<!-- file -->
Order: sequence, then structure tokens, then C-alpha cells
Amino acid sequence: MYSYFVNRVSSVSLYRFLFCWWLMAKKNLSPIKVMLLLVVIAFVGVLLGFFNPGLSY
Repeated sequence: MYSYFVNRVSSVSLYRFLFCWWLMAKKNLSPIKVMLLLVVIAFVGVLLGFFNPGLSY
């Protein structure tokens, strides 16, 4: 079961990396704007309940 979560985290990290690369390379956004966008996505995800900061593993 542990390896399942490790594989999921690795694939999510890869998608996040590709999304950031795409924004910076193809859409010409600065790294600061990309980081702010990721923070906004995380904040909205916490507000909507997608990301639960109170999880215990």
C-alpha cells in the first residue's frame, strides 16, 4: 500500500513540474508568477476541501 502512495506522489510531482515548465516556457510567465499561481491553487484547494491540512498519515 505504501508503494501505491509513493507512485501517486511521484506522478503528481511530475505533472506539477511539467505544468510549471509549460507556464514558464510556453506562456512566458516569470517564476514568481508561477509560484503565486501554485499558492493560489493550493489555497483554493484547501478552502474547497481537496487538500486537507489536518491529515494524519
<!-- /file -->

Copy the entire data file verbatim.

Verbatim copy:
Order: sequence, then structure tokens, then C-alpha cells
Amino acid sequence: MYSYFVNRVSSVSLYRFLFCWWLMAKKNLSPIKVMLLLVVIAFVGVLLGFFNPGLSY
Repeated sequence: MYSYFVNRVSSVSLYRFLFCWWLMAKKNLSPIKVMLLLVVIAFVGVLLGFFNPGLSY
């Protein structure tokens, strides 16, 4: 079961990396704007309940 979560985290990290690369390379956004966008996505995800900061593993 542990390896399942490790594989999921690795694939999510890869998608996040590709999304950031795409924004910076193809859409010409600065790294600061990309980081702010990721923070906004995380904040909205916490507000909507997608990301639960109170999880215990």
C-alpha cells in the first residue's frame, strides 16, 4: 500500500513540474508568477476541501 502512495506522489510531482515548465516556457510567465499561481491553487484547494491540512498519515 505504501508503494501505491509513493507512485501517486511521484506522478503528481511530475505533472506539477511539467505544468510549471509549460507556464514558464510556453506562456512566458516569470517564476514568481508561477509560484503565486501554485499558492493560489493550493489555497483554493484547501478552502474547497481537496487538500486537507489536518491529515494524519